The uneven temporal distribution caused flood situations on different occasions in many states viz., Assam, Meghalaya, Arunachal Pradesh, Nagaland, Manipur, Mizoram, Tripura, West Bengal, Orissa, Bihar, Uttar Pradesh, Haryana, Delhi, Punjab, Himachal Pradesh, Rajasthan, Gujarat, Maharashtra and Andhra Pradesh. 
 

 CHIEF SYNOPTIC FEATURES  
 

      The excess rainfall in June over northwest India was mainly associated with mid latitude westerly systems and that over northeast India due to monsoon depression.  The rainfall in July was excess along the foothills of the Himalayas leading to flood over the Bihar and northeastern states and was deficient over central India. The deficient rainfall over peninsular India during June and July was compensated by the excess rainfall during August and September.   
 

      Compared to last two years, the frequency of monsoon depressions has been less with development of only four depressions during this monsoon season. These included one depression over the Arabian Sea and another over Bay of Bengal during June, one land depression over coastal Orissa during August and one deep depression over the Bay of Bengal during September. The tracks of these systems are shown in Fig. 2.  The month of July was devoid of any monsoon depression like the previous July of 1995, 1998, 2000, 2001, 2002 and 2004. However, seven low pressure areas developed during the season and contributed to the seasonal rainfall.  
 

      From Fig.2, the depression over the Arabian Sea during 5th to 6th June moved away westwards and weakened over the Ocean. The second depression  over the Bay of Bengal  during 16th to 18th June crossed Bangladesh coast and moved across Gangetic West Bengal and Jharkhand. It then moved as a low pressure area upto east Uttar Pradesh and adjoining east Madhya Pradesh. The system caused heavy to extremely heavy rainfall over Gangetic West Bengal, north Orissa and Jharkhand leading to flood over these regions.   The third system was a land depression (9 10 August) over coastal Orissa and was short lived with the life period of less than 12 hours.  The fourth system was a deep depression (1519 September) over the northwest Bay of Bengal which crossed Orissa coast near Chandbali and moved across north Orissa, north Chhattisgarh, northeast Madhya Pradesh and central Uttar Pradesh. The remnant low pressure area moved upto northwest Uttar Pradesh.  This system caused heavy to extremely heavy rainfall over Orissa and Chhattisgarh leading to severe flood over Orissa. This system also interacted with mid-latitude westerly systems and caused good rainfall over northwest India and led to flood over Haryana and Himachal Pradesh.  
 

      Apart from the above systems, 7 low pressure areas formed during the season.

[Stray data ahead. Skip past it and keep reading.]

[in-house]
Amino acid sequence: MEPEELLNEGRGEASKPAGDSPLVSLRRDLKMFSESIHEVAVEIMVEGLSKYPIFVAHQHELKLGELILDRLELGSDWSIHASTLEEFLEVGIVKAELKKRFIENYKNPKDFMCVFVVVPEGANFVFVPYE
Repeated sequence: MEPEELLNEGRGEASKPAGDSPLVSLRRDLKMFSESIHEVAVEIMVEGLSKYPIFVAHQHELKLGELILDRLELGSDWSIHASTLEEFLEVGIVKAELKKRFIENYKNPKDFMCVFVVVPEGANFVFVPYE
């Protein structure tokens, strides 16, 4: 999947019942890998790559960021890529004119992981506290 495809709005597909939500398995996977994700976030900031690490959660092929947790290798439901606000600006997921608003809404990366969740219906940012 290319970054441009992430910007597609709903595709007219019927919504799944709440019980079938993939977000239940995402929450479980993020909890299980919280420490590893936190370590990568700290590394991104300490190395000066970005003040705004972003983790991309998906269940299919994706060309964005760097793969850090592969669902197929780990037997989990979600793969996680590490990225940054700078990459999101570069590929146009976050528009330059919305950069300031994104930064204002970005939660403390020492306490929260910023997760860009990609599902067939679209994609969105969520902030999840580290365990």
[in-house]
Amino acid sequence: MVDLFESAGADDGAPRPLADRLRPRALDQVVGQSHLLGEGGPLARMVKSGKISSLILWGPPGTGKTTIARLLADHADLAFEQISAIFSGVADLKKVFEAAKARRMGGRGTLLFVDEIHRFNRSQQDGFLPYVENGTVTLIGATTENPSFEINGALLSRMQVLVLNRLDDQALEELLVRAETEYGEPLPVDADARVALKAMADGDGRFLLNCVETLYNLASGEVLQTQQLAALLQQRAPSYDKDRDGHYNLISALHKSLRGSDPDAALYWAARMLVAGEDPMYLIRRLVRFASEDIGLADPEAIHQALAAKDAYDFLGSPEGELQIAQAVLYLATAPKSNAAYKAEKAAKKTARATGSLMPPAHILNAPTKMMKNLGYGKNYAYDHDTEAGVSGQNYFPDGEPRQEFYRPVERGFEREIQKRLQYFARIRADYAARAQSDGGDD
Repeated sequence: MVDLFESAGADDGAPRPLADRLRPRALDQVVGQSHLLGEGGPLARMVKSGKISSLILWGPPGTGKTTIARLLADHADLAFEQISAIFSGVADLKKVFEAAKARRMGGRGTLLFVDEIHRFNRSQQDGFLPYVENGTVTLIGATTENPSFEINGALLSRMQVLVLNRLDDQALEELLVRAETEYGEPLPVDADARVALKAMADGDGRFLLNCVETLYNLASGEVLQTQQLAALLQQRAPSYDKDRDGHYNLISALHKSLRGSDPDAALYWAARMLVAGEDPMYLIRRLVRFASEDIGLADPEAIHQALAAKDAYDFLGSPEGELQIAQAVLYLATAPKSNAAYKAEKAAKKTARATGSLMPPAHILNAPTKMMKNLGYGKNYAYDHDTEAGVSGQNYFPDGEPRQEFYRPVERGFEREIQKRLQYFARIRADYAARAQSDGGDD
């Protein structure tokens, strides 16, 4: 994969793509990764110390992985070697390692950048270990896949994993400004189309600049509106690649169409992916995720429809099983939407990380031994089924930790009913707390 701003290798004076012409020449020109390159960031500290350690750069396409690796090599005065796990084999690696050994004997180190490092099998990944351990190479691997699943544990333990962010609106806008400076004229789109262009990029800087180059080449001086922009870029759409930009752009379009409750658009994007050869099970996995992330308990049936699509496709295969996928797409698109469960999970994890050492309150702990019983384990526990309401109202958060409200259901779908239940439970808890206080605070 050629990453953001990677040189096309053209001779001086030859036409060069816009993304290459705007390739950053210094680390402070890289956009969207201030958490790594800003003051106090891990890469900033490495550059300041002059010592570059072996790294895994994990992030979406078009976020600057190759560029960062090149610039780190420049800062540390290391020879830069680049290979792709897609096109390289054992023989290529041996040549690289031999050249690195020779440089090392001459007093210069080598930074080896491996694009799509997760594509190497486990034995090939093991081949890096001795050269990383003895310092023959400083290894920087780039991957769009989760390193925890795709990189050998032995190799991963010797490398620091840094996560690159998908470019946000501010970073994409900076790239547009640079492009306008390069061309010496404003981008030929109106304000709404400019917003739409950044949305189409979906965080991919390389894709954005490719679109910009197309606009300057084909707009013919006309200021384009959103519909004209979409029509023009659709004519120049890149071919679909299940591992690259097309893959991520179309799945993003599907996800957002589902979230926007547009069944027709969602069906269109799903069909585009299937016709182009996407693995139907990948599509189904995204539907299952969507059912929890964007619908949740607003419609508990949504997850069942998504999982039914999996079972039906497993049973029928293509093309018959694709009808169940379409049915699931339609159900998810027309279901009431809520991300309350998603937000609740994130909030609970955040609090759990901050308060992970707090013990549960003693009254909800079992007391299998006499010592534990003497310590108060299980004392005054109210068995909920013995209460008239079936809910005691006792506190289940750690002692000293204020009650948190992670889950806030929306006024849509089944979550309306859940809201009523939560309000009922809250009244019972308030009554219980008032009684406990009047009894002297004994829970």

WITHDRAWAL OF SOUTHWEST MONSOON. 
 

    There was a delay in the commencement of withdrawal of southwest monsoon from extreme west Rajasthan. The southwest monsoon withdrew this year from entire Jammu & Kashmir, Himachal Pradesh, Punjab, Haryana, Chandigarh & Delhi, west Rajasthan, most parts of Uttarakhand, west Uttar Pradesh and east Rajasthan, some parts of north Gujarat State and north Arabian Sea on 29th September. The normal date of withdrawal of southwest monsoon from west Rajasthan is 1 September. The delay was mainly due to the presence of systems in westerlies over northwest India interacting with the monsoon circulation.  Comparing with recent years (1990-2007), the latest withdrawal in recent years from west Rajasthan took place on 30 September during 2007.  
 

PERFORMANCE OF LONG RANGE FORECAST ISSUED BY IMD  
 

      Onset of monsoon over Kerala:  
 

      Using an indigenously developed statistical model, IMD predicted that monsoon onset over Kerala would take place on 29th May with a model error of 4days. This year, the monsoon onset over Kerala was on 31st May, just one day earlier than its normal date and hence within the forecast range. 
 

      Long range forecast of rainfall: 

 

      The details of the long range forecasts issued by IMD and the actual rainfall are shown in the Table below:  
 

REGION

PERIOD

ISSUED ON

FORECAST

ACTUAL

 
All India

June to September

16th April, 2008

99% of LPA 5%

 
98% of LPA

30th June, 2008

100% of LPA 4%

All India

July

30th June, 2008

98% of LPA 9%

83% of LPA

Northwest India

 
June to September

 
 
30th June, 2008

96% of LPA 8%

107% of LPA

Northeast India

101% of LPA 8%

94% of LPA

Central India

101% of LPA 8%

96% of LPA

South India

98% of LPA 8%

96% of LPA

 

       IMDs long range forecast for the seasonal rainfall over the country as a whole and over different homogeneous regions except northwest India have been accurate. However, the seasonal rainfall over northwest India and rainfall during July for the country as a whole could not be predicted. While the prediction overestimated the rainfall during July for the country as a whole, it underestimated the seasonal rainfall over northwest India.